NMC (93 wt%; NM-3102 h, BASF, Germany–former TODA America, USA) is mixed in a planetary mixer (TX-2, INOUE, Japan) with Super C65 carbon (3 wt%; IMERYS, Switzerland–former TIMCAL, Switzerland), KS6L graphite (1 wt%; IMERYS) and PVDF binder (3 wt%; Solef® 5130, SOLVAY, Italy) using N-methyl-pyrrolidone (NMP; Overlack, Germany) as a solvent. The resulting slurry is then single-side coated using a doctor-blade coater in a roll-to-roll process. The electrodes are dried during the coating process in a two-step in-line drying tunnel at a temperature range of 135°C to 150°C. The fibre-reinforced, inorganic-filled separators have been place on to the rotating drum collector of the Inovenso NE300-XP Electrospinning set-up. The set-up used a common rail three-nozzle emitter and a spinning distance of 12 cm at a voltage of 25kV. To ensure a homogeneous coating of fibres, the collector stage was moved continuously parallel to the drum collector axis 60 mm to each side, with a speed of 5 mm/s. The separator was placed on a drum collector, which rotated with 100 rpm during the spinning process. The humidity inside the spinning chamber was controlled to be 30% relative at 25°C. The spinning solution held a polymer concentration of 10 wt % THV 221 (3M) solved in tetrahydrofuran (THF) using a magnetic stirring plate. The solution is stirred at 75°C for 1 h under reflux and afterwards cooled down to room temperature over a period of 1.5 h. The spinning process itself is conducted for only 3 min for each separator sheet. The electrodes are punched into sheets with an area of 5 x 8 cm2. The modified separators are cut to rectangular shape with an area of 5.5 x 8.5 cm2. Afterwards, the separators are placed with the electrospun side onto the active material of the electrode and inserted in a roller lamination press (BLE 282 D, ARCOTRONICS Italia S.p.A., Italy; Now MANZ Italy). Our modified lamination technique is tested for NMC-cathodes, using a roll speed of 1.38 m/min, a line force of 157 N/cm in a temperature profile of 110/110/120°C in the pre-heating unit of this. The thus prepared cathode-separator pair is then ripped apart to investigate the interfaces after lamination. To control the results and to have further information on the distribution of the polymer on the separator, samples are prepared by electrospinning and lamination without a cathode. To further investigate the lamination, a peeling force test using a manual peeling test stand (TPE, Sauter) is administered. The measurable force with this set-up is between 0 and 5 N with a resolution of 0.001 N. The samples are therefore taped to the machine using double-sided tape. The electrode is pulled of directly with a self-adhesive tape from the separator. The samples are prepared for SEM by punching out disks of 12 mm diameter. These disks are attached to sample holders using graphite tape. The samples are not sputtered, therefore only a low acceleration voltage is used for taking the pictures.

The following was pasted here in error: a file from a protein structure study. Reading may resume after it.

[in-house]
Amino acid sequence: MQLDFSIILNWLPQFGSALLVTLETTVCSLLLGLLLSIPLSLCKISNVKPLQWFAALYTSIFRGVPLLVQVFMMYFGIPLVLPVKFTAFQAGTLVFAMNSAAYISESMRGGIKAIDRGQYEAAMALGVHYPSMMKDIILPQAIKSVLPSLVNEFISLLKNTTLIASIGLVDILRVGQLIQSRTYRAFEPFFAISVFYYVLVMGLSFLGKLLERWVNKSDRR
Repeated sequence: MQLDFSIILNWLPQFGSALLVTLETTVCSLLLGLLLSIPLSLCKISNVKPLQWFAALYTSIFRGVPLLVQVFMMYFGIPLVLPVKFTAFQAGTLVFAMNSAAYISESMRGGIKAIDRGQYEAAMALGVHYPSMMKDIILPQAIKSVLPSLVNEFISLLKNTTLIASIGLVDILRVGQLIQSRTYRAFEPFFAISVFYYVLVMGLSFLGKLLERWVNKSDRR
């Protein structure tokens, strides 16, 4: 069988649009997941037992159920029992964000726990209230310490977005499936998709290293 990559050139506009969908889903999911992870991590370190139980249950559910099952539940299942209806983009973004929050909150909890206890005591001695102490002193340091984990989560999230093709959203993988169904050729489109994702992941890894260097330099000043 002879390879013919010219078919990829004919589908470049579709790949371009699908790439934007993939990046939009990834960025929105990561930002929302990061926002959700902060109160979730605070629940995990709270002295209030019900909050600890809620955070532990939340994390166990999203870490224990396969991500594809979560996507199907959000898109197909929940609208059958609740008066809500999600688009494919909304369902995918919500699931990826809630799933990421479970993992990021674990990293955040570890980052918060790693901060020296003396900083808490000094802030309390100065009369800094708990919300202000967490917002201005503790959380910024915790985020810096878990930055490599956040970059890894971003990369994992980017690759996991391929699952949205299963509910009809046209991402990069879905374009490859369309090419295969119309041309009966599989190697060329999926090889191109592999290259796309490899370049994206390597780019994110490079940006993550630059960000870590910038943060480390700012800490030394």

Results and discussion

SEM pictures of the electrospun polymer fibres on the separator for two different magnifications are shown (Fig 1). The pictures show the fibrous, beaded structure of the polymer coating. According to literature [12, 14] these beads occur due to a low concentration of the polymer in the spinning solution. Fig 1A shows the distribution of the fibres and beads on the separator surface. The fibres are spread quite homogeneously, while the beads seem to aggregate. For lamination especially the beads and the distances between are of interest.

Fig 1. Polymer fibre coating on separator surface.

a) Polymer fibre coating after 3 min of electrospinning. The electrospun polymer fibres can be seen very clearly (500-fold magnification). The fibres are loaded from time to time by polymer beads, which are due to the relatively low polymer concentration of the used spinning solution [12, 14]. b) The electrospun coating with 2000-fold magnification.

These distances seem to be acceptable for the intended lamination application. Fig 1B) shows an example of the beads and fibres found on the separator. It can be seen, that the fibres are relatively homogeneous in thickness; some fibres however are fused during the electrospinning process. The beads show a very rough and porous surface. This is assumed to be an effect of the used solvent THF, which is highly volatile under atmospheric pressure [15]. A second explanation for the porous surfaces of the beads is the relative humidity during the spinning process [16]. To our knowledge, the pores have no effect on the lamination itself.